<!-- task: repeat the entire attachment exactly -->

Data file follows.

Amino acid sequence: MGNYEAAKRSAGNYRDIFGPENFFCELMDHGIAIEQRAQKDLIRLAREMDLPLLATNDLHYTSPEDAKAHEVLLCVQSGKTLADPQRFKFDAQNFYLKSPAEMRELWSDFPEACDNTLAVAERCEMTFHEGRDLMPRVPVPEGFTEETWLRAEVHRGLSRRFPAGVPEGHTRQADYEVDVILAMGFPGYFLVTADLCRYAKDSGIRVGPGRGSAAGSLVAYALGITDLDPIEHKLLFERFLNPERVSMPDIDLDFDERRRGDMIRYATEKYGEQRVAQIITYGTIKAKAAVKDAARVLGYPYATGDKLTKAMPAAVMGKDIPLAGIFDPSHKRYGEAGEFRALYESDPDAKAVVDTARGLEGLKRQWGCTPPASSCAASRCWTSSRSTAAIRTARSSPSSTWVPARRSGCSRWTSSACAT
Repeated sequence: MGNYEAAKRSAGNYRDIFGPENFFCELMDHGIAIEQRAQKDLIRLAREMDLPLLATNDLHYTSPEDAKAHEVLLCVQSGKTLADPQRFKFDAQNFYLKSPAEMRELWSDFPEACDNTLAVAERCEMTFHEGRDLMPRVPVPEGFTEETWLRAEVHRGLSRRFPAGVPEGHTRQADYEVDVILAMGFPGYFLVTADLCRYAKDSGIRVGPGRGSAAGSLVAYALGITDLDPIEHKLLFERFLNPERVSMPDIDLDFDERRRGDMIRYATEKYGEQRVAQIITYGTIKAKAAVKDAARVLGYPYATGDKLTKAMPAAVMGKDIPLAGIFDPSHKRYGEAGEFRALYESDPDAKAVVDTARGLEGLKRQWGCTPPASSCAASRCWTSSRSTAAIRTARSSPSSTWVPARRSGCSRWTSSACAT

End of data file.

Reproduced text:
Amino acid sequence: MGNYEAAKRSAGNYRDIFGPENFFCELMDHGIAIEQRAQKDLIRLAREMDLPLLATNDLHYTSPEDAKAHEVLLCVQSGKTLADPQRFKFDAQNFYLKSPAEMRELWSDFPEACDNTLAVAERCEMTFHEGRDLMPRVPVPEGFTEETWLRAEVHRGLSRRFPAGVPEGHTRQADYEVDVILAMGFPGYFLVTADLCRYAKDSGIRVGPGRGSAAGSLVAYALGITDLDPIEHKLLFERFLNPERVSMPDIDLDFDERRRGDMIRYATEKYGEQRVAQIITYGTIKAKAAVKDAARVLGYPYATGDKLTKAMPAAVMGKDIPLAGIFDPSHKRYGEAGEFRALYESDPDAKAVVDTARGLEGLKRQWGCTPPASSCAASRCWTSSRSTAAIRTARSSPSSTWVPARRSGCSRWTSSACAT
Repeated sequence: MGNYEAAKRSAGNYRDIFGPENFFCELMDHGIAIEQRAQKDLIRLAREMDLPLLATNDLHYTSPEDAKAHEVLLCVQSGKTLADPQRFKFDAQNFYLKSPAEMRELWSDFPEACDNTLAVAERCEMTFHEGRDLMPRVPVPEGFTEETWLRAEVHRGLSRRFPAGVPEGHTRQADYEVDVILAMGFPGYFLVTADLCRYAKDSGIRVGPGRGSAAGSLVAYALGITDLDPIEHKLLFERFLNPERVSMPDIDLDFDERRRGDMIRYATEKYGEQRVAQIITYGTIKAKAAVKDAARVLGYPYATGDKLTKAMPAAVMGKDIPLAGIFDPSHKRYGEAGEFRALYESDPDAKAVVDTARGLEGLKRQWGCTPPASSCAASRCWTSSRSTAAIRTARSSPSSTWVPARRSGCSRWTSSACAT